Jude, 18, certainly conforms to Kieran's view of what girls want. A virgin by choice, and proud of it, Jude is not the sort of girl who is short of a date on a Saturday night. I spot her by the bar. She looks a lot older than she is and she's incredibly beautiful. She looks incongruous amongst the crowd of spotty boys in their uniform of hip-hop trousers and skate shoes. "It's really annoying," she laughs, "because most of the people I know who are still virgins at my age are quite sad stay-at-home types, but I've had a lot of boyfriends and I've got loads of mates. I just don't see the point in having sex with a random bloke. I know lots of people aren't fussed, but I want my first time to be special. I'm quite a confident person, so I don't feel like I need to have sex just because my friends have."

Jude's stance has led to problems with boyfriends. "They always think that they're going to be 'the one', which I find quite funny. I'm like 'so, you're the one, are you?'"

According to Juliette Wilkinson, a psychosexual therapist, Jude's standpoint is quite rare: "The majority of teenagers regard virginity as something to be got rid of - they want to be able to shake it off. So long as it isn't traumatic or painful, it'll do."

So what's causing this impatience in younger and younger age groups? Teenage girls are now four times more likely to lose their virginity before they get to 16 than their 1970s counterparts. And the boys aren't far behind. Sheila Hancock, of the reproductive healthcare charity Marie Stopes International, says: "Sadly, we see a lot of pregnant teenagers - sometimes children as young as 11 come to us - which is why it's so important that effective birth control is made available to school children."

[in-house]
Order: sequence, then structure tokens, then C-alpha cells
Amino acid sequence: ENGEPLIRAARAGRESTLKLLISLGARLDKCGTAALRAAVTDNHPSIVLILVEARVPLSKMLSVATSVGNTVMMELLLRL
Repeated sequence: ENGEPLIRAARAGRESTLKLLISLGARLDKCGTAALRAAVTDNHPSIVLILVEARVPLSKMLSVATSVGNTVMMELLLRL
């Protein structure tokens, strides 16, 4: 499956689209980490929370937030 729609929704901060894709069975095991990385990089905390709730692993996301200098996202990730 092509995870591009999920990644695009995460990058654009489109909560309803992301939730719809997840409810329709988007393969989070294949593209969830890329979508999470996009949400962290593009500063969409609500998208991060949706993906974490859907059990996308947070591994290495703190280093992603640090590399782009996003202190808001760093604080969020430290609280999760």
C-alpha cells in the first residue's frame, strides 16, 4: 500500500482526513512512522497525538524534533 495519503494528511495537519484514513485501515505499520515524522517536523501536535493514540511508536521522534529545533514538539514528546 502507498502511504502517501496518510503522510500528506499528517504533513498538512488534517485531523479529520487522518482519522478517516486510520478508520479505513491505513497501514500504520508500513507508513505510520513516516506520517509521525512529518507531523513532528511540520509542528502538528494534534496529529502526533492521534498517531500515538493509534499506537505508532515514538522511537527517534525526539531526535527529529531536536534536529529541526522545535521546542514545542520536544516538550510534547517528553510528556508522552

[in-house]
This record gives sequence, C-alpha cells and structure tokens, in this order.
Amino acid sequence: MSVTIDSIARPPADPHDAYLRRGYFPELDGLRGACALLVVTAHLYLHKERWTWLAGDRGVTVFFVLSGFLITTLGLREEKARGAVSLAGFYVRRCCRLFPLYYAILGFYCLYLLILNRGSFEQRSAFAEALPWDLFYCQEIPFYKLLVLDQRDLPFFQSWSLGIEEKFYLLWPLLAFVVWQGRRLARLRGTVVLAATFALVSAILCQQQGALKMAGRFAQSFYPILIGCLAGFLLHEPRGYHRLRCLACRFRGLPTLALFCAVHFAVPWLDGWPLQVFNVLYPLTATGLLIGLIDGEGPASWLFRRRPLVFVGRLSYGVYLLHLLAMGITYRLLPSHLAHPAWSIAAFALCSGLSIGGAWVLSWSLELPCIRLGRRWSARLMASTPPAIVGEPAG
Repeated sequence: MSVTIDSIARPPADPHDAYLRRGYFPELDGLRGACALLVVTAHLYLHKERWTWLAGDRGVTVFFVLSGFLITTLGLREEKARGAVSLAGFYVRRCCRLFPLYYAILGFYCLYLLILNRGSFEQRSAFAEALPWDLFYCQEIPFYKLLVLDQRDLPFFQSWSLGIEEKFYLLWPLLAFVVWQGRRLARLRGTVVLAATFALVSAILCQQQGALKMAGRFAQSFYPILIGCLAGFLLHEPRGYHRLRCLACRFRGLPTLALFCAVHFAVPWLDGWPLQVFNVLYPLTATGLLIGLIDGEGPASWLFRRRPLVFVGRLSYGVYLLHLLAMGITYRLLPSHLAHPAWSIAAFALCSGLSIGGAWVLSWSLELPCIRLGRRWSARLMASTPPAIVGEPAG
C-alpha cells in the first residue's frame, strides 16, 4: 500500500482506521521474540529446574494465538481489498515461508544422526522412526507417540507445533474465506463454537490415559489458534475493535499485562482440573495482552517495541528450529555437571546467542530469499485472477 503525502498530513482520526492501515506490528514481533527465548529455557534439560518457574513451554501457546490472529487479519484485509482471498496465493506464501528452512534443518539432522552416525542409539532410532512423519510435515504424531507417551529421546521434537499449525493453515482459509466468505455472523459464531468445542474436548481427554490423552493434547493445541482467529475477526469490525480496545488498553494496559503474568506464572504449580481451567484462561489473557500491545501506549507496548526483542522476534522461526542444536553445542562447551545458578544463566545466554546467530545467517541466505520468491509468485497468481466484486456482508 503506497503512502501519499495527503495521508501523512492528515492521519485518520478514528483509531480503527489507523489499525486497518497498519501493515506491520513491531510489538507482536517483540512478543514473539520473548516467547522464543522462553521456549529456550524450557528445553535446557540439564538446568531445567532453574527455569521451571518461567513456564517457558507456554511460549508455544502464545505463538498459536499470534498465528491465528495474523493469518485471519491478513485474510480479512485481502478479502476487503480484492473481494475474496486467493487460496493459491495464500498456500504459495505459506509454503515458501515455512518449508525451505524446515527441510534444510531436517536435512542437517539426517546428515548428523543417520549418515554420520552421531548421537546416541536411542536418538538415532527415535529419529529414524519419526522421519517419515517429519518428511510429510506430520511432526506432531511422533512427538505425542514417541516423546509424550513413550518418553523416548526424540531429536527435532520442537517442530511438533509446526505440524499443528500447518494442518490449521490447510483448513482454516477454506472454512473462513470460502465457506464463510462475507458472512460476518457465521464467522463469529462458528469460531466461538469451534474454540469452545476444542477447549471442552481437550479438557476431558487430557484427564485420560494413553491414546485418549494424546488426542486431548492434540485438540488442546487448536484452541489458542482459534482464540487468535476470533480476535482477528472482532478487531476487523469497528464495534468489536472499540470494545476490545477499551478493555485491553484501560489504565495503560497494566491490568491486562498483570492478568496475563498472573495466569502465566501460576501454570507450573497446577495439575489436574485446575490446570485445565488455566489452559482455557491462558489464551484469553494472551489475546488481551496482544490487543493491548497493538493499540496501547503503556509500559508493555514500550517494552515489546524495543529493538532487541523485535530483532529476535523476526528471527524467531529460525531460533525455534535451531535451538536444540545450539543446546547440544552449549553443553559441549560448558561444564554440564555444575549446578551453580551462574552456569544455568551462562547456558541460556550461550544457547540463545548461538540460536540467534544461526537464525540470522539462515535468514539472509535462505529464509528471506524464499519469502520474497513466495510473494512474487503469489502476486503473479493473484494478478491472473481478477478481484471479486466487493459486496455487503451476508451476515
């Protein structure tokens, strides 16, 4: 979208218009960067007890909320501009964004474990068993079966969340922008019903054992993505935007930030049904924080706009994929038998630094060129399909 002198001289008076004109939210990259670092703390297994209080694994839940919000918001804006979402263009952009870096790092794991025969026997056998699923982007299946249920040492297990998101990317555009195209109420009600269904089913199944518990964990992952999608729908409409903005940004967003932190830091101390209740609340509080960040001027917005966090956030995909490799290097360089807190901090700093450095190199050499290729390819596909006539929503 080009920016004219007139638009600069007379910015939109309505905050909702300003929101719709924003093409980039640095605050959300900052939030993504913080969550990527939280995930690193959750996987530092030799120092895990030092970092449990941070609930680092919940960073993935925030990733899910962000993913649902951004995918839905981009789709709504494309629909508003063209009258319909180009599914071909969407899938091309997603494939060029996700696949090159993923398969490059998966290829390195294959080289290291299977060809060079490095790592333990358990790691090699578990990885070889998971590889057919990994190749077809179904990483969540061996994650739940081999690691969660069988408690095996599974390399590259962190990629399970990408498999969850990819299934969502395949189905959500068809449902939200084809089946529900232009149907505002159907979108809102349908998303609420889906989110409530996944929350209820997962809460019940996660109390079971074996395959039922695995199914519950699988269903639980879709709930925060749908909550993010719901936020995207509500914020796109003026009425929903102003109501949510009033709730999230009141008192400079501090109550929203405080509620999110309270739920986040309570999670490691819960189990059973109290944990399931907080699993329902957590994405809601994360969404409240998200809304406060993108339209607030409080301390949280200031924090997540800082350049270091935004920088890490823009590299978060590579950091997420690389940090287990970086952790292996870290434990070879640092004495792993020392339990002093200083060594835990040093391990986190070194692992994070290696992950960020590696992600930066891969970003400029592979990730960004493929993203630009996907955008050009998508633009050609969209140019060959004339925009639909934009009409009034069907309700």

Looking around me tonight, it's impossible not to agree with her. Everybody is drinking - pints for the boys and Bacardi breezers or vodka-lemonades for the girls. And you can bet their parents have made sure they know all about the dangers of alcohol. They can take or leave this advice, and, likewise, most of them have had some form of sex education. But it's questionable how much of it they take to heart.

Worryingly, even when contraception is accessible, it isn't always used. Neil, now 17, abandoned condoms the first time he had sex. "They were just too much of a turn off. I knew how to use them thanks to my dad's embarrassing tuition, but once we tried them, it ruined the experience. I knew we were safe because both me and my girlfriend were virgins, so we decided she should take the morning-after pill instead." Rick, 19, lost his virginity at 15 and had a similar experience: "Nobody tells you condoms are difficult to use, that they can totally kill your erection. The first time I had sex, it really worried me. I thought I was doing something wrong or was impotent. They should explain in sex education that you have to persevere with condoms."